Growing Fig Trees In Fabric Pots
Even in cold climates, fig growing is easier than you think. Though this fruiting tree (Ficus carica) is native to the Middle East and Asia, it’s fast becoming a popular backyard fruit crop for gardeners across North America. Figs are prized for their succulent, honey-like flavor.
How to Grow a Fig Tree
Consider the Hardiness
Gardeners in USDA hardiness zones 8-10 will find figs quite easy to grow outdoors, without any need for winter protection. But, if you garden in a climate where winter temperatures regularly dip below 10 degrees F, growing fig trees requires a bit more finesse. In these northern areas, figs need extra winter protection, and while you can go to the trouble of wrapping the tree with layers of blankets and tarps, a far easier way is to grow fig trees in fabric containers and overwinter them indoors.
There are hundreds of different fig varieties, but if you’re growing them in a cold climate, begin by selecting a hardy, self-pollinating fig variety, such as ‘Chicago,’ ‘Brown Turkey,’ or ‘Celeste.’
Container Fig Growing Simplified
Fabric aeration pots are the ideal containers for growing fig trees. Not only does the permeable fabric keep the soil well-aerated, it also encourages good root structure. Plus, the portability of lightweight fabric containers makes moving fig trees indoors for the winter a whole lot easier.
While fig trees can be grown in smaller containers when they’re young, eventually each tree will require a 15-20 gallon container. This size container is ideal for fig growing because it promotes an ample root system without encouraging excessive top growth plus you can still move it around easily.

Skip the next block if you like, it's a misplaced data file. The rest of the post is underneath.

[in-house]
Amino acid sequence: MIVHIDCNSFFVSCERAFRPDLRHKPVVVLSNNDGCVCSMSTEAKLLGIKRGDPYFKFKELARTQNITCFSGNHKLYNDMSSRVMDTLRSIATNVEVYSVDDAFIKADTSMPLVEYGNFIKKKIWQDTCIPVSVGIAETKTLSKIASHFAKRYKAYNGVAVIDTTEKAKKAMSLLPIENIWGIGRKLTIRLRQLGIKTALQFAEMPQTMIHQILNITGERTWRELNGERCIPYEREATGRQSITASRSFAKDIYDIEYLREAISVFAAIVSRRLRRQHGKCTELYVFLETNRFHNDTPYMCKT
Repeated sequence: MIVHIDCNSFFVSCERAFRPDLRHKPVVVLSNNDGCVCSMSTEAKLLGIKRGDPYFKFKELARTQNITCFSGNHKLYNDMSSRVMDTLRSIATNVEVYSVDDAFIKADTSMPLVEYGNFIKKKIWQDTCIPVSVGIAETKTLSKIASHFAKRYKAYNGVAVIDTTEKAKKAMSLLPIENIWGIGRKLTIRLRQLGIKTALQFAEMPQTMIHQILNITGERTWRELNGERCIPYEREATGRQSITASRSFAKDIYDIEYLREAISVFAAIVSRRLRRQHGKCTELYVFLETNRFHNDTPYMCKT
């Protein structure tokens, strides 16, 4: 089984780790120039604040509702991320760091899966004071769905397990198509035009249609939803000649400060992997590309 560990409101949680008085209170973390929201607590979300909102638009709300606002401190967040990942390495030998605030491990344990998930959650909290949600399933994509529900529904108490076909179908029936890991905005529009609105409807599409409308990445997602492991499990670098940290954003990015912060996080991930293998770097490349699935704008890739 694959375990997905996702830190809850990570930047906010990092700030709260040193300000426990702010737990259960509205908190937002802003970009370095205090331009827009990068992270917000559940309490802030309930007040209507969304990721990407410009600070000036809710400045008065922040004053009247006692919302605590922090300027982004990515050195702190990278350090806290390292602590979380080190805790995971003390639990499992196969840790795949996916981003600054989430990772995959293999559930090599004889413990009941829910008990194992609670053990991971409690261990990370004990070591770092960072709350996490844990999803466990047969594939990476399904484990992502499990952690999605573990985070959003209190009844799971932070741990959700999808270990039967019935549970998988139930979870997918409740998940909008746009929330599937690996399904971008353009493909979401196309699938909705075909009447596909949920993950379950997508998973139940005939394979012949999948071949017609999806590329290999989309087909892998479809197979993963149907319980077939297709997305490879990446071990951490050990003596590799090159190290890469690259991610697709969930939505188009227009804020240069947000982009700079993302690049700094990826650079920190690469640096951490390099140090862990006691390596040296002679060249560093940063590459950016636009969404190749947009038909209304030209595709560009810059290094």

Planting Fig Trees
Figs prefer coarse, well-draining soil. Containers should be filled with 4 parts high-quality potting soil, 1 part coarse bark chips, and 1 part coarse sand. Plant fig trees to the same depth they were in their nursery pot.
Caring for Fig Trees
• Locate the pot where it receives a minimum of six hours of full sun per day.
• Prune fig trees when dormant. Remove dead or crossing branches. To maintain a manageable size, prune back one-quarter of the plant’s total height each year.
• Fertilize containerized figs with a light dressing of organic granular fertilizer each spring.
• Containerized fig trees should be watered regularly.
Overwintering Fig Trees
Growing fig trees in cold climates means moving them indoors soon after autumn’s first frost. Choose a site, such as a garage, shed, or cellar, with temperatures between 20 and 50 degrees F. Fig trees do not require light when in dormancy, and they only need to be watered every six weeks.
Upon spring’s arrival, slowly move the plant outdoors, gradually increasing its exposure to sun and weather extremes over the course of two or three weeks. Once the danger of frost has passed, move containerized figs outside for the rest of the growing season.
Growing figs is one of gardening’s greatest pleasures. Enjoy this delicious, homegrown fruit by growing a fig tree of your own.